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Press Articles About the Hasbroucks From the Hasbrouck Space/Time Forecasting Archives
People of the Financial World - February 6th, 1974
Sun watchers see clouds
The Hasbroucks, Louis and Muriel, as far back as 1959 published a prediction of a 1966 "economic crest." They also forecast a nine-year "time of trouble" to follow, with such problems as the dollar devaluation. And they indicated that economic difficulties would escalate through 1975.
At the start of 1973, the Hasbroucks said it would be a "year of disillusion." Last October, they warned of an imminent "most chaotic phase" upcoming. Three days later, the "Yom Kippur" war broke out in the Middle East.
The Hasbroucks, a husband and wife team, aren't witch and warlock. They don't use crystal balls or ouiji boards. Rather, the charming and erudite couple has developed forecasts from a formula which correlates solar activity to movements of the stock market.
Both Louis and Muriel brought varied backgrounds to the economic forecasting they began in the thirties. Mr. Hasbrouck, a 1911 graduate of Yale and a pilot in World War I, had also gone into the bond market on Wall Street in 1920. The multi-talented and immensely vital and silver-haired Mrs. Hasbrouck, once a concert pianist, had commuted between New York and Montreal as a journalist. When they met, she was "investigating" astrology.
For many years the Hasbroucks pored over the fluctuations of the stock market and the solar field. Eventually, a precise timetable of solar activity--and charts of atmospheric disturbances and earthquakes--evolved. The couple concluded that the "rhythmical activity of the sun affects all human activity, including men's minds." A 36-year "rhythm" of solar activity--which they believe has predictable effects on all human behavior--became the tool they use to try to predict economic trends.
From the creative clutter of their habitable mid-Manhattan apartment, they run an unadvertised service for up to 100 unsolicited clients who each pay $300 a year for monthly economic forecasts. Working, as they say, "seven days a week, 12 hours a day," the couple, though obviously in their "golden years," is by no means retired. They shy away from discussing their ages, as if it wouldn't matter anyway--so busy are they with new predictions.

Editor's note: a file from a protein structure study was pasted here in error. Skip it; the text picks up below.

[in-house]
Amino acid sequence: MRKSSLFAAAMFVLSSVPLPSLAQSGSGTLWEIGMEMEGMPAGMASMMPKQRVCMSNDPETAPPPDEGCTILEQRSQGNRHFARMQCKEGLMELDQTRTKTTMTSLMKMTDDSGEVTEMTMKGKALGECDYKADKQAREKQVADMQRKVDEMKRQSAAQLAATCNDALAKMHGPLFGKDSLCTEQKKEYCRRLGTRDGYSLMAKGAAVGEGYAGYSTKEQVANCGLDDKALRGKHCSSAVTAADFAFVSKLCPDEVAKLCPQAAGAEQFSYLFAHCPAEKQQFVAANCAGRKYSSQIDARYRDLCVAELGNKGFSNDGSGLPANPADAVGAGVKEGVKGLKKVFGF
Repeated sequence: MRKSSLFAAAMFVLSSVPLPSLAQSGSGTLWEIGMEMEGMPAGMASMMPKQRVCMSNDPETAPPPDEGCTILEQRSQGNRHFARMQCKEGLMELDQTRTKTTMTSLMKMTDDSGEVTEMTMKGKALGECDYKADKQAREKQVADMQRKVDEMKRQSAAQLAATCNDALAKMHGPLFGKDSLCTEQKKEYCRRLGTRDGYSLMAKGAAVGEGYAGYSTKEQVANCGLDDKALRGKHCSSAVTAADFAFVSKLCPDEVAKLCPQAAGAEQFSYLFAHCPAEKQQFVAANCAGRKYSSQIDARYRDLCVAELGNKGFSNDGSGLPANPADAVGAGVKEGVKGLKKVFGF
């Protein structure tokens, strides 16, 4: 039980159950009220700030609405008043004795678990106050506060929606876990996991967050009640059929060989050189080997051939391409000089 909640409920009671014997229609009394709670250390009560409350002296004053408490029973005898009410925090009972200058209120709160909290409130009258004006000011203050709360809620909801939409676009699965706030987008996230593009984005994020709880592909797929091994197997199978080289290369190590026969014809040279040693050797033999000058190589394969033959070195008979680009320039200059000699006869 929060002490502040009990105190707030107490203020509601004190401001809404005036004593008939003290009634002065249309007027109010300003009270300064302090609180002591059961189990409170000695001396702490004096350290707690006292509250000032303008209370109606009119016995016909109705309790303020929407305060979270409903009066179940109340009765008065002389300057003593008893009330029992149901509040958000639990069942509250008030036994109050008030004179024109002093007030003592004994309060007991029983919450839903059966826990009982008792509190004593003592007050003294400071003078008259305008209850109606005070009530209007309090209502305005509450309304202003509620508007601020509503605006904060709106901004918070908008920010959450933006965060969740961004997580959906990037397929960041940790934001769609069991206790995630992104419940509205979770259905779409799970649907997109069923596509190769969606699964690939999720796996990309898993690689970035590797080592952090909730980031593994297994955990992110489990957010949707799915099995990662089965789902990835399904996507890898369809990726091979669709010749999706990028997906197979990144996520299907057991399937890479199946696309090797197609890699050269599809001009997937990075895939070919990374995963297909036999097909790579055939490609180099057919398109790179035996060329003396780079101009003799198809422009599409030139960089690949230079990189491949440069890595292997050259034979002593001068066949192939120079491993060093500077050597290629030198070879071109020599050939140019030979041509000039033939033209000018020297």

Unfortunately, their latest forecast for 1974, "the year of realization," isn't very sunny. "We are on a course toward a bigger, more disastrous climax around mid-summer," they say. Although "signals indicate a 'spring rally' ... it should be kept in mind that the major wave patterns show no change or improvement in the climate of world and economic feeling for some time. The field-force disturbances in June (similar to those of mid-October/73 and mid-May/69) must still be reckoned with."
Mrs. Hasbrouck is sufficiently certain of their forecast to advise that when what she calls this "period of madness" ends in 1975, the outlook will brighten. "We're going to have a real birthday celebration in 1976 (the U. S. bicentennial year)" because the nation enters "a good phase after all this trouble. It will be a good time."
The Hasbroucks, though considered highly controversial, have been on target often enough so that even Wall Street professionals do not dismiss everything they say. As one jaded observer remarks, "Now that the charts of the pros have little credibility, why shouldn't 'solar rhythms' be believed?" With a battered stock market in view, at least the sun always rises.
Beating the Dow with sun power and the zodiac - January 17th, 1970
Most of Wall Street's myriad theories for forecasting stock prices are based on past price trends, odd-lot volume, swings in the business cycle, and other indicators that seem to have a rational connection with the stock market. And most theories have been notably unimpressive of late in coping with a market whose erratic zigs and zags often defy logical analysis.